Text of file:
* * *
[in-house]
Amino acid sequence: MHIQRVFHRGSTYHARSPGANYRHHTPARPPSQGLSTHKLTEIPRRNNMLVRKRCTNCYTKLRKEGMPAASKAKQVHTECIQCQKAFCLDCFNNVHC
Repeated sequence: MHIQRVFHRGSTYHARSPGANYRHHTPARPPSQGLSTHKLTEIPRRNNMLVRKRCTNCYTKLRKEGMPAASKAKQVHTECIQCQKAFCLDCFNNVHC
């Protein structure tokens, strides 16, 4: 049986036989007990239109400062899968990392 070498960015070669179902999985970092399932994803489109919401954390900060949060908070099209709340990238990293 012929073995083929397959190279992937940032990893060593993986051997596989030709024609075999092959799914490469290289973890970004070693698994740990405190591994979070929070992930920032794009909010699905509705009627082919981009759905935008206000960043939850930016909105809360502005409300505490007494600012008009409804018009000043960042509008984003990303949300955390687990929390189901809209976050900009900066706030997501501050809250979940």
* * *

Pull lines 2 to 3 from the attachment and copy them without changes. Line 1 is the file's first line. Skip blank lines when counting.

Amino acid sequence: MHIQRVFHRGSTYHARSPGANYRHHTPARPPSQGLSTHKLTEIPRRNNMLVRKRCTNCYTKLRKEGMPAASKAKQVHTECIQCQKAFCLDCFNNVHC
Repeated sequence: MHIQRVFHRGSTYHARSPGANYRHHTPARPPSQGLSTHKLTEIPRRNNMLVRKRCTNCYTKLRKEGMPAASKAKQVHTECIQCQKAFCLDCFNNVHC